France Top at Technology Aid to Poor Countries

France Top at Technology Aid to Poor Countries

The Center for Global Development compared 21 industrialized nations on their support of the developing world in the area of technology.
Photo Credit: Flickr
Whether it is computers in the classroom or new drugs in emergency situations, effective technology transfer is essential for developing countries. Photo Credit: Flickr
France ranks highest in technology assistance to the developing world, according to a report analyzing rich nations' aid to developing countries.

The 2007 Commitment to Development Index, produced annually by the Washington-based think-tank Center for Global Development (CGD), compares support provided to developing countries by 21 high-income, industrialized nations.

CGD analyzed seven policy areas — environment, aid, trade, investment, migration, security and technology — each contributing equally to the overall ranking.

In the area of technology, the ranking considers policies supporting the creation and transfer of innovations of value to developing countries, such as medical technologies.

Policies forcing developing countries to rigidly abide by intellectual property rules negatively affected a country's ranking.
Policies forcing developing countries to rigidly abide by intellectual property rules negatively affected a country's ranking, as they may inhibit the international flow of innovations.

France, whose government spends one per cent of its gross domestic product on research and development, finished at the top in terms of technology aid, while Canada, whose policies on intellectual property are the least restrictive, placed second. Japan came third.

The United States ranked fourteenth because it has pressured poor nations not to issue compulsory licensing — allowing cheaper versions of drugs under patent to be produced for emergency situations — even for the public interest.

"The goal of the report is to push rich countries to give developing countries more assistance, by which I mean not just giving more foreign aid," says David Roodman, a research fellow at CGD and organizer of the index.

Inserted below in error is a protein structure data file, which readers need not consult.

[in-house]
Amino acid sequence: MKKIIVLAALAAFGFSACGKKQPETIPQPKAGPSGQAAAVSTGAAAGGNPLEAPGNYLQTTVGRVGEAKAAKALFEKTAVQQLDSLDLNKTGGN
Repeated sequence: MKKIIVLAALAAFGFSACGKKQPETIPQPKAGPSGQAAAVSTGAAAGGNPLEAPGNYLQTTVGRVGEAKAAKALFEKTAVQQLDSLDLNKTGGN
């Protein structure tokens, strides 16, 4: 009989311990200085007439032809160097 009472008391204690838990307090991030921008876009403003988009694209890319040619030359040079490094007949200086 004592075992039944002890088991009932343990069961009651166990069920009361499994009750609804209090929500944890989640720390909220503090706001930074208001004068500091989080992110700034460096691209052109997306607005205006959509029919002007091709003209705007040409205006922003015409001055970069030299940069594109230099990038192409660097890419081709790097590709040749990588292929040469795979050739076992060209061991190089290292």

But Hu Guangyu, a researcher of aid policies at Tsinghua University in China, says the higher ranking of some nations in terms of technological aid does not necessarily lead to more effective technology transfer.

"The goal of the report is to push rich countries to give developing countries more assistance."
"Whether technologies from the developed world can promote social and economic prosperity in developing countries more frequently relies on the positive moves by the receivers to absorb and reshape these technologies to meet their own development," Hu told SciDev.Net.

The Netherlands ranked highest in the overall index, due to its large aid donations, efforts to reduce greenhouse gas emissions and support for investment in developing countries.

Japan ranked the lowest because of the relatively small size of its aid contributions and tight regulations on the import of goods and immigration from poorer countries.




Contributed by Jia Hepeng, an award-winning science journalist and the China regional coordinator for SciDev.net. Reprinted with permission from SciDev.net.

To read another Global Envision article about technology innovations in developing countries, see Technology Transfer for the Poor.



Return to top
Categories: 
Countries: 

Curated news and insights about innovative, market-driven solutions to poverty explored through news, commentary and discussion.

Learn more »

Global Envision newsletter